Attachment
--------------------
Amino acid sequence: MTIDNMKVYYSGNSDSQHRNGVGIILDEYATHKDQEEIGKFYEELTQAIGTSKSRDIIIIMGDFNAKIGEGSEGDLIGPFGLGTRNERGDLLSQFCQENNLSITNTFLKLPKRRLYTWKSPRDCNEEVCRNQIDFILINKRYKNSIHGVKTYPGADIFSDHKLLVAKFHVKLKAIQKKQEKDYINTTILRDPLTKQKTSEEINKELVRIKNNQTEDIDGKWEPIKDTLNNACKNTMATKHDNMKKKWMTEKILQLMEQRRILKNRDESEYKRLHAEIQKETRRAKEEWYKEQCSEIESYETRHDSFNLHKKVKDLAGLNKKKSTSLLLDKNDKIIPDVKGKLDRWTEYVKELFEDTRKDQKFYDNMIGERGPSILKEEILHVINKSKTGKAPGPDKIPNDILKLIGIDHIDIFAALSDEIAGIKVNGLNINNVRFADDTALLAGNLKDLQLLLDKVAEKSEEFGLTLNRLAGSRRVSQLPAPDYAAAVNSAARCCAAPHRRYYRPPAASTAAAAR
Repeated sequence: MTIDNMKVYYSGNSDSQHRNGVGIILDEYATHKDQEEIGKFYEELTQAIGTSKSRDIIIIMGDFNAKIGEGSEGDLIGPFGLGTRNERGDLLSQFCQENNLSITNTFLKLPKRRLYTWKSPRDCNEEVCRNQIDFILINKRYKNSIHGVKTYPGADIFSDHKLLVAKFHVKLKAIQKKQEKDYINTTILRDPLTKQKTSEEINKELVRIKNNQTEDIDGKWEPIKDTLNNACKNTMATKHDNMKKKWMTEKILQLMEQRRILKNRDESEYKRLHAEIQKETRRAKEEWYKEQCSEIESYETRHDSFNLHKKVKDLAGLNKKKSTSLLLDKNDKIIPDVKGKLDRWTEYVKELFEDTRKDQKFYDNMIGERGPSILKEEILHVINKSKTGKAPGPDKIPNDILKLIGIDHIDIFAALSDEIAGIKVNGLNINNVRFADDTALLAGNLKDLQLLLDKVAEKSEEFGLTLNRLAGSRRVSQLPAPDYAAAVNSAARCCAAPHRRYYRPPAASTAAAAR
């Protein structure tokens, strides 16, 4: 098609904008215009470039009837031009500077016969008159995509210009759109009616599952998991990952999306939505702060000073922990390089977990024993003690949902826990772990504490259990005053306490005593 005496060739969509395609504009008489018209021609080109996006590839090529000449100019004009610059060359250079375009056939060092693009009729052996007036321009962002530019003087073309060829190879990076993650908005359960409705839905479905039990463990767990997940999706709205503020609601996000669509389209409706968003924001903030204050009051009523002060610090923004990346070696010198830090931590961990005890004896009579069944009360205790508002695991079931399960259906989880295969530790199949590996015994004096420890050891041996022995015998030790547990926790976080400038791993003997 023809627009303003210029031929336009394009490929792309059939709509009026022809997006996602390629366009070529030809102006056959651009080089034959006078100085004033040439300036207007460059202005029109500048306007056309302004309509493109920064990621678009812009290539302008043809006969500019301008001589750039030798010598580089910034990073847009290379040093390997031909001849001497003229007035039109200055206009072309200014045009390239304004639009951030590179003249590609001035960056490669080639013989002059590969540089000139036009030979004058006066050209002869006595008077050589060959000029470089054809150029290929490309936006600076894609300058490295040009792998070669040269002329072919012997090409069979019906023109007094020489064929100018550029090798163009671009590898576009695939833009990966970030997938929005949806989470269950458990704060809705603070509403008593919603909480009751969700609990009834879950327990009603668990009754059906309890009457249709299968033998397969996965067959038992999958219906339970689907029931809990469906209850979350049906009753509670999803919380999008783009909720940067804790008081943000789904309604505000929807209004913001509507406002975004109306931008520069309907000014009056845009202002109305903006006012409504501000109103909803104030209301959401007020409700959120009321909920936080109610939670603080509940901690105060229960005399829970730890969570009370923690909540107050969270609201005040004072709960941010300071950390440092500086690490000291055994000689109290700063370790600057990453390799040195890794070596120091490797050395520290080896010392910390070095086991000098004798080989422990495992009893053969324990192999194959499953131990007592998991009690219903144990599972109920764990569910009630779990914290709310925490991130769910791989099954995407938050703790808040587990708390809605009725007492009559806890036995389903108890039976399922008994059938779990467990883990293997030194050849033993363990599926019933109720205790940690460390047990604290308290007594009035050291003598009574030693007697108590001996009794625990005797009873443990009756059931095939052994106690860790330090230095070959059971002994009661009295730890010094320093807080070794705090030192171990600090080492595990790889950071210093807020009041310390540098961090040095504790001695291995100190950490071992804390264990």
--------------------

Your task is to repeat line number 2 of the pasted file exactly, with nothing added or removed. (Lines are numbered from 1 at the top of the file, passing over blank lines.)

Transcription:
Repeated sequence: MTIDNMKVYYSGNSDSQHRNGVGIILDEYATHKDQEEIGKFYEELTQAIGTSKSRDIIIIMGDFNAKIGEGSEGDLIGPFGLGTRNERGDLLSQFCQENNLSITNTFLKLPKRRLYTWKSPRDCNEEVCRNQIDFILINKRYKNSIHGVKTYPGADIFSDHKLLVAKFHVKLKAIQKKQEKDYINTTILRDPLTKQKTSEEINKELVRIKNNQTEDIDGKWEPIKDTLNNACKNTMATKHDNMKKKWMTEKILQLMEQRRILKNRDESEYKRLHAEIQKETRRAKEEWYKEQCSEIESYETRHDSFNLHKKVKDLAGLNKKKSTSLLLDKNDKIIPDVKGKLDRWTEYVKELFEDTRKDQKFYDNMIGERGPSILKEEILHVINKSKTGKAPGPDKIPNDILKLIGIDHIDIFAALSDEIAGIKVNGLNINNVRFADDTALLAGNLKDLQLLLDKVAEKSEEFGLTLNRLAGSRRVSQLPAPDYAAAVNSAARCCAAPHRRYYRPPAASTAAAAR